Thought you might like to ssee C++0x support for various compilers. Here is a list for GCC, or you can check out this comparison, which features many of the major compilers: Digital Mars’, Intel’s, Microsoft’s, IBM’s and, of course, GCC.
You’ll see that GCC has better support than many, which is in fact why I’ve recently switched from Microsoft Visual Studio to Code::Blocks and/or Qt Creator. I might post a little more about my experiences thereof at a later date. In particular, notice that both MSVC and GCC support long long and nullptr (about which I posted late yesterday). Indeed, long long has unanimous support across all the compilers mentioned in the chart.
And what about the last part of the title? Well I’ve been continuing to say C++0x (and probably will still do so), but as we can expect it’s release sometime this year, I guess I should start saying C++11. Ah well, I probably won’t. That is all.
In this tutorial I’m going to show you how to build the SFML 2.0 binaries from the source using NMake, that is the Visual Studio make utility. Here is a Windows batch file which should build SFML for you. Of course, it’s best to read the tutorial anyway as it will introduce you to CMake and NMake – two very useful development tools.
Read on for the textual tutorial. Even if you watch the video, it’s worth a look as we will be using console commands.
Hello, and welcome. Today we’re going to discuss windowing and video modes in more detail. That is, we shall see how we can manipulate windows, and control their attributes. Also, of course, we discuss video modes, and how we can best use them.
If you haven’t yet looked into C++0x, then you really should. While many of the features aren’t of course yet provided by compilers, various vendors seem to have started adding some – I know for a fact that Visual Studio has a fair few. If you want to read about the new standard, Bjarne Stroustrup’s FAQ isn’t a bad starting point.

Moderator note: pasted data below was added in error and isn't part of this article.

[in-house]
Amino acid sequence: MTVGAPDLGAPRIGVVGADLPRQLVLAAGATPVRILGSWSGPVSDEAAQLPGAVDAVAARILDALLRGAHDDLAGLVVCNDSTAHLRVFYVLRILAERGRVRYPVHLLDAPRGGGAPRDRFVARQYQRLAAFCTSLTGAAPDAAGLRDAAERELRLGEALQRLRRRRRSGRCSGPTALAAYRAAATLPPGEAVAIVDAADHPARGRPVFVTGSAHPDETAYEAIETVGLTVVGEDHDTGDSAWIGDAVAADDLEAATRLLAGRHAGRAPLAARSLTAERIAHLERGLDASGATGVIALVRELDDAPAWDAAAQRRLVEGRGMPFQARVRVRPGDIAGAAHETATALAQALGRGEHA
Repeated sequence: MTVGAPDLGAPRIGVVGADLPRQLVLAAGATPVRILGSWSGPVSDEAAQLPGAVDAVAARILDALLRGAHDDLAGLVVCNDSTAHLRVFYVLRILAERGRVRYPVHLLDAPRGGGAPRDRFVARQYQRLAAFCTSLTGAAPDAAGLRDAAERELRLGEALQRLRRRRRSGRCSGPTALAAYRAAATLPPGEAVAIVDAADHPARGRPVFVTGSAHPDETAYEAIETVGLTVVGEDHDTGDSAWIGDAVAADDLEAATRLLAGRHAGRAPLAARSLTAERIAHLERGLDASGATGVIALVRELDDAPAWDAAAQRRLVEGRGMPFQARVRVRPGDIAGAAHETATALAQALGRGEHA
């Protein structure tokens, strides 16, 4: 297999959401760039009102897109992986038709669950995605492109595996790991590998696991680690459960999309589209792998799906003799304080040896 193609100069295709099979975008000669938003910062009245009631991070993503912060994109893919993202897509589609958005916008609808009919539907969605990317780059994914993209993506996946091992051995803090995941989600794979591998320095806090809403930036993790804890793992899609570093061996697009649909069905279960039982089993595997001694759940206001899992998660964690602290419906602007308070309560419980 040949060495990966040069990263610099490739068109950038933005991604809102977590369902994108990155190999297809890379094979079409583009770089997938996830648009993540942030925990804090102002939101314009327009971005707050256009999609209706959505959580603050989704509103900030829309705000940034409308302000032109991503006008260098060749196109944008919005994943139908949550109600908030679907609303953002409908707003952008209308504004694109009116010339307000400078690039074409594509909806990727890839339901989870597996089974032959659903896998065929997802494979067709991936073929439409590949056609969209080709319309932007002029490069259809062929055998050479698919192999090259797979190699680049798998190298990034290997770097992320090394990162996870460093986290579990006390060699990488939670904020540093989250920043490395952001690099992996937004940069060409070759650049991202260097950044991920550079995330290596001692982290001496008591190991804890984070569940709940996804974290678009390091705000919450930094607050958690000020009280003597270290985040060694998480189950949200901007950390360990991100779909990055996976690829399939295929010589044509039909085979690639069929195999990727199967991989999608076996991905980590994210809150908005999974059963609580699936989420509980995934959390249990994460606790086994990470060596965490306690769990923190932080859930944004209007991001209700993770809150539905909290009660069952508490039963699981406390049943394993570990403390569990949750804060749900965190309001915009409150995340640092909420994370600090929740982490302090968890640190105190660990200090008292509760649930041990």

You know the C++ auto keyword? The somewhat pointless one which is the default storage specifier anyway? Well in C++0x, the keyword has been re-purposed and now serves a more useful role!
(Remember, this is a feature of the upcoming standard, so it won’t necessary be widely supported yet. However, I have successfully compiled all the code below – apart from bits specifically designed to create errors – in both MSVC and MinGW.)
Consider the following code. Read more…
|Note: this tutorial is deprecated. Please take a look at one of my new ones, either for Visual C++/NMake (Windows), MinGW (Windows) or GCC/Make (Ubuntu/other Unix).|
Otherwise, I shall outline the necessary steps here, before providing a few more details where necessary.
- Download CMake from the website, or go straight to the download page.
- Download the SFML 2.0 source, unzip the file, move it to an accessible location and rename the folder.
- Create a solution file for your IDE using CMake, setting BUILD_SHARED_LIBS to TRUE.
- Take note of the value of STATIC_STD_LIBS, as you must link the C runtime to your project in the same manner as it is linked to the SFML binaries
- Open the solution file in your IDE and build SFML 2.0 in Debug and Release configuration (if your IDE supports multiple configurations).
- Repeat steps 3 & 4, with BUILD_SHARED_LIBS set to false.
- If your IDE does not support multiple configurations, repeat steps 3 – 5, setting.
- Copy and paste the resulting libraries to a better location: put them all in a lib subdirectory of your main SFML 2 directory: c:/sfml/sfml2.